Saving a threatened species is a big task often requiring the effort of many people over a sustained period. The way these people organise themselves (the
rules they follow, the networks they form, the way they make decisions) is critical to the success of any species recovery program. The way people
organise themselves is known as governance and Angela Guerrero is working with the TSR Hub to understand what forms of governance help a recovery effort
(and what forms may hinder it.)
“The majority of science on saving threatened species focuses on the ecological side of the problem,” says Dr Guerrero. “My research focuses on the people side; how governance systems and the decision-making processes can be designed to enable effective management. At the end of the day, species are saved by people so understanding how people organise themselves to undertake this task is important.”
The work is part of her broader interest in understanding the human and ecological dimensions of conservation. She applies research methods that allow her to analyse social-ecological systems, to map their structure and attempt to understand how they operate over different scales of space and time.
“My research looks at complex interactions between humans and nature,” she says. “A better understanding of these interactions helps us to design effective management interventions.
“My work with the TSR Hub focusses on the governance of threatened species recovery efforts – in particular the processes of implementing recovery plans. I’m examining recovery efforts across Australia in an effort to identify the barriers and enablers of successful recovery efforts.
“In the broadest sense governance can sometimes be characterised as being ‘bottom-up’ where people and groups organise themselves; or ‘top-down’ where people follow instructions from above. My research shows that while bottom-up governance structures enable some environmental challenges to be addressed, they are not always the most effective approach. Depending on the governance challenge, top-down guidance is sometimes necessary so that ecological complexity that sometimes cuts across multiple management scales can be adequately dealt with.”
The more she studies governance, the more Dr Guerrero has come to realise how important it is to good conservation outcomes.
“I’ve discovered there is so much we still do not know about effective governance in conservation,” she explains.
“In many ways Australia is at the forefront of conservation science. We are world leaders in the science that underpins ‘good’ conservation and environmental decision making. However, it has become clear to me that we need to better understand the governance behind our decision making and incorporate this in the management tools we produce.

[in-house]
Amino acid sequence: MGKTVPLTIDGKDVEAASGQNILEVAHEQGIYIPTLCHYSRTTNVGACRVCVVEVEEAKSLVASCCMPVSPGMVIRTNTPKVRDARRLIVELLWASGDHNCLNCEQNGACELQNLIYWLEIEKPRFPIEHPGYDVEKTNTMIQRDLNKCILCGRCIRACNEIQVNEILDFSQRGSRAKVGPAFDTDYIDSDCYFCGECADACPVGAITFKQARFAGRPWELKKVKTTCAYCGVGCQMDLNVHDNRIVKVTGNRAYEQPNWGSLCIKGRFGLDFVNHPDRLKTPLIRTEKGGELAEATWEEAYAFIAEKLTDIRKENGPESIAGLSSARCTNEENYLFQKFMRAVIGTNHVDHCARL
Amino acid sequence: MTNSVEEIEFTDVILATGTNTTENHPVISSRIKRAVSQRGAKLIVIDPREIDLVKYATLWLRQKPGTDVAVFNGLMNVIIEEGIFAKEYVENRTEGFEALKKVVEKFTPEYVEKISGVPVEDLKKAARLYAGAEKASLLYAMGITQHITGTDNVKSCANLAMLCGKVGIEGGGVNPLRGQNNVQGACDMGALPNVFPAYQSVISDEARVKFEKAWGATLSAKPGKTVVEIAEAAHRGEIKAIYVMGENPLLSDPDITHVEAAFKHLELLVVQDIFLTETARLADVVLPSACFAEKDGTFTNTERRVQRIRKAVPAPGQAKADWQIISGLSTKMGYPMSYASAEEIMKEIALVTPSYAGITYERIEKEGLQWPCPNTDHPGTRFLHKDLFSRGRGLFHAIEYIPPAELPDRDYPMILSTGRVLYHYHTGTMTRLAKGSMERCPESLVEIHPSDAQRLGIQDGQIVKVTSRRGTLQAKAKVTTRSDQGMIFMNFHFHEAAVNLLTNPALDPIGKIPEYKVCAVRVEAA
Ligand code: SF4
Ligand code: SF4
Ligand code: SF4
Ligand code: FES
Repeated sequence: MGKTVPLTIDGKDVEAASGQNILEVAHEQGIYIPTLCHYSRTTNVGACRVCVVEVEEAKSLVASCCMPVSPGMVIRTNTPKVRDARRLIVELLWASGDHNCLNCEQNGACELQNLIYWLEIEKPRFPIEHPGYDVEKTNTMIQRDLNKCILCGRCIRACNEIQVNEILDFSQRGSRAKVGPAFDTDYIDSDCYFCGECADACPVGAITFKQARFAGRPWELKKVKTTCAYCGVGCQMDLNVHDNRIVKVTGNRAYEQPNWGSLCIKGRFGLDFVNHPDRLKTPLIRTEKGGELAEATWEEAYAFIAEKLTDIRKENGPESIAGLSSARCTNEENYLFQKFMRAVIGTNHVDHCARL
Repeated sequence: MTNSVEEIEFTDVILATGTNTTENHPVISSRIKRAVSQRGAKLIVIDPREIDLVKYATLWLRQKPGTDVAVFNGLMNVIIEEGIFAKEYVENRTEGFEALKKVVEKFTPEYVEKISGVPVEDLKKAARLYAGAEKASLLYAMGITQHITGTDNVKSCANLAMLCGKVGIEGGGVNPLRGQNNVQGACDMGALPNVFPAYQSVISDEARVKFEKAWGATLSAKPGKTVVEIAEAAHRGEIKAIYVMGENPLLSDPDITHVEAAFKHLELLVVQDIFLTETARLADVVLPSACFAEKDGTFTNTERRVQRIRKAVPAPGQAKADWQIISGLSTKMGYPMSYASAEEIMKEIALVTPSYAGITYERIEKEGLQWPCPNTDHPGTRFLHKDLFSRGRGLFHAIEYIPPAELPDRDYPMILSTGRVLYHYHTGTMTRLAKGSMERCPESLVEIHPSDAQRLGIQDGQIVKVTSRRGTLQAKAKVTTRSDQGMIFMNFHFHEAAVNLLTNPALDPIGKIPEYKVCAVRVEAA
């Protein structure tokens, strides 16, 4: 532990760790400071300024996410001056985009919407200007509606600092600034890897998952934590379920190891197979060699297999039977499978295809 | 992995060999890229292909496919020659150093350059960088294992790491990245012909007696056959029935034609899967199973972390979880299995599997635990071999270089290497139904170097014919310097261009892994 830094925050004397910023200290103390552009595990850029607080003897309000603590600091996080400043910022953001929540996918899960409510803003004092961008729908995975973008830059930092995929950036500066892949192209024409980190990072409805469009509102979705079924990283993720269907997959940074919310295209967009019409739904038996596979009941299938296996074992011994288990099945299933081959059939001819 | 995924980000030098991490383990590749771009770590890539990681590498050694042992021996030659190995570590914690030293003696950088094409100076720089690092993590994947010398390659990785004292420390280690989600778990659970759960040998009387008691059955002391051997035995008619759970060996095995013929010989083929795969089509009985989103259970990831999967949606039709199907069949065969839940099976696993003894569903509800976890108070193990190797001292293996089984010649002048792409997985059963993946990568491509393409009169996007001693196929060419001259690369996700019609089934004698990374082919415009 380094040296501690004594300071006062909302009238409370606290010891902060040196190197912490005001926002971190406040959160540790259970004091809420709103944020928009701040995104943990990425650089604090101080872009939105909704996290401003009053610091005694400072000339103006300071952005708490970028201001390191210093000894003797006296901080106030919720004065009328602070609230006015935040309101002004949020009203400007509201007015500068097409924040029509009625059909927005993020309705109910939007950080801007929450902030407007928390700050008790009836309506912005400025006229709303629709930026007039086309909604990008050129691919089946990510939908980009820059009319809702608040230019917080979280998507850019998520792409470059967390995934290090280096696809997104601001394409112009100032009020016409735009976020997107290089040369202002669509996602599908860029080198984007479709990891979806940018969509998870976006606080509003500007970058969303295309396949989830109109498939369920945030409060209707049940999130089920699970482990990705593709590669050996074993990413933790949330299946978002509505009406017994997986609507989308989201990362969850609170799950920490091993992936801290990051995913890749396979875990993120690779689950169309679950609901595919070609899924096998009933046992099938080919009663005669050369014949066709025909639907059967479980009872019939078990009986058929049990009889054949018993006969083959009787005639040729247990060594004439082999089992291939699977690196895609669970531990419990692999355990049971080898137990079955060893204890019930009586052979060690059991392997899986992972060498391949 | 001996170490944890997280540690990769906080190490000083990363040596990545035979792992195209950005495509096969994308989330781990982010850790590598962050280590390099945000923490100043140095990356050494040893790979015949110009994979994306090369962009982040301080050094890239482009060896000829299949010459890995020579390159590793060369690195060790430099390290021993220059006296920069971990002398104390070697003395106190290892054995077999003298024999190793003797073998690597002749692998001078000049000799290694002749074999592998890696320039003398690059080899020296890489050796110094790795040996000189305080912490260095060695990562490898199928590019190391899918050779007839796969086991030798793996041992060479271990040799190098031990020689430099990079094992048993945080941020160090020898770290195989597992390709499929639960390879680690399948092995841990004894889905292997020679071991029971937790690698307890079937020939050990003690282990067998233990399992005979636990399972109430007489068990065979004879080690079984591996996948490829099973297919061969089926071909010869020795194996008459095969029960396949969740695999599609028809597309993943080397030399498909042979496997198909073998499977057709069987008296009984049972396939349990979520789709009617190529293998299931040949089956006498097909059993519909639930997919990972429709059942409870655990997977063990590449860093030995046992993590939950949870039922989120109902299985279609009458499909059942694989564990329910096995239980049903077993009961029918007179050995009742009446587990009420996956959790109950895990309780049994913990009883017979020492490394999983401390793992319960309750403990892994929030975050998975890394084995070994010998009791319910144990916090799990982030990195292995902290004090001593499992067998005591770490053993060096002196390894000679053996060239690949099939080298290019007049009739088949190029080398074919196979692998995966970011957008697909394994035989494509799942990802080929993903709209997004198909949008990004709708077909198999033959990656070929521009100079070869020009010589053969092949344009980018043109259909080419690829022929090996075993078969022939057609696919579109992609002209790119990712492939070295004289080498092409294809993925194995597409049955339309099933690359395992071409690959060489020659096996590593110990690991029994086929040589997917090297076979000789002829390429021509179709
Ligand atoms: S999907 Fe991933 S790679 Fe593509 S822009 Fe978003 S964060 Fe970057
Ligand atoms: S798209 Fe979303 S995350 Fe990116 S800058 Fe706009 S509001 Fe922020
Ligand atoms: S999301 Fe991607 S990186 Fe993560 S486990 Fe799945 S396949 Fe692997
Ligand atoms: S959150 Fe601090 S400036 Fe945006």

“It’s a fascinating challenge and one I hope to advance in the years ahead.”
Top image: Angela Guerrero has interviewed a wide range of people about how team structure can help or hinder effectiveness of recovery groups. Image: Jaana Dielenberg
Kanyirninpa Jukurrpa (KJ) Rangers in the Martu Determination have collaborated with Threatened Species Recovery Hub scientists to design a monitoring program for mankarr (the greater bilby). Martu people identified priorities for the bilby monitoring program, then worked with Dr Anja Skroblin from The University of Melbourne to co-develop a monitoring method which brings together Martu knowledge and practice with Western conservation science.
I am a proud Murri from the Kamilaroi Nation in north-west New South Wales. I grew up in western Sydney on Darug land and now live in Canberra on Ngunnawal land.
A new project is aiming to increase city kids’ connections with nature, threatened species conservation and Indigenous culture. Dr Georgia Garrard from RMIT University talks about this project, which will see Wurundjeri Woi-wurrung Traditional Owners working with kids at Carlton North Primary School in Melbourne and Gunditjmara Traditional Owners working with kids at Heywood Consolidated School in western Victoria.
For the Larrakia Land and Sea Rangers, the sight of a shell midden in coastal saltpans tells a long history of culture and how their ancestors are connected with the intertidal and mangrove environment. Through a different lens, the Larrakia Rangers also see these shell middens as areas where their culture overlaps with the habitat used by the Critically Endangered migratory shorebird the far eastern curlew.
Threatened species on Indigenous land may be of prime interest to scientists and ecologists, but they are often not the species of greatest importance to the Indigenous landowners. Understanding local priorities for biodiversity is an essential step in ensuring that conservation projects are locally beneficial and supported. Researcher Tom Duncan from Charles Darwin University has been collaborating with the Tiwi Land Council and Tiwi Land Rangers to explore this issue on the Tiwi Islands.